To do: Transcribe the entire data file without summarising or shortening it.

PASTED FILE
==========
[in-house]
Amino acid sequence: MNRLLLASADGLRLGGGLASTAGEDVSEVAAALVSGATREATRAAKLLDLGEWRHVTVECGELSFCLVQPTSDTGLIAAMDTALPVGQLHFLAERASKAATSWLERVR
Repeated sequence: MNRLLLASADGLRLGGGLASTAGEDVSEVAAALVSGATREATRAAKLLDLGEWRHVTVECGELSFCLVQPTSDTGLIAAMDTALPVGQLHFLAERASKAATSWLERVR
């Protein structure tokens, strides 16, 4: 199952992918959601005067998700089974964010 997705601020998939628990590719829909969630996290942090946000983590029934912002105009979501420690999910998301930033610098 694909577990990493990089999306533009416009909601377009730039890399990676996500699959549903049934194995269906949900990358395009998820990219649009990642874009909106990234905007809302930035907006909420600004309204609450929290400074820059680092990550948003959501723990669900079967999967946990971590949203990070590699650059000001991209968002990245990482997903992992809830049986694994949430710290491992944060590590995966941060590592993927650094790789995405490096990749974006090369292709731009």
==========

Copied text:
[in-house]
Amino acid sequence: MNRLLLASADGLRLGGGLASTAGEDVSEVAAALVSGATREATRAAKLLDLGEWRHVTVECGELSFCLVQPTSDTGLIAAMDTALPVGQLHFLAERASKAATSWLERVR
Repeated sequence: MNRLLLASADGLRLGGGLASTAGEDVSEVAAALVSGATREATRAAKLLDLGEWRHVTVECGELSFCLVQPTSDTGLIAAMDTALPVGQLHFLAERASKAATSWLERVR
């Protein structure tokens, strides 16, 4: 199952992918959601005067998700089974964010 997705601020998939628990590719829909969630996290942090946000983590029934912002105009979501420690999910998301930033610098 694909577990990493990089999306533009416009909601377009730039890399990676996500699959549903049934194995269906949900990358395009998820990219649009990642874009909106990234905007809302930035907006909420600004309204609450929290400074820059680092990550948003959501723990669900079967999967946990971590949203990070590699650059000001991209968002990245990482997903992992809830049986694994949430710290491992944060590590995966941060590592993927650094790789995405490096990749974006090369292709731009």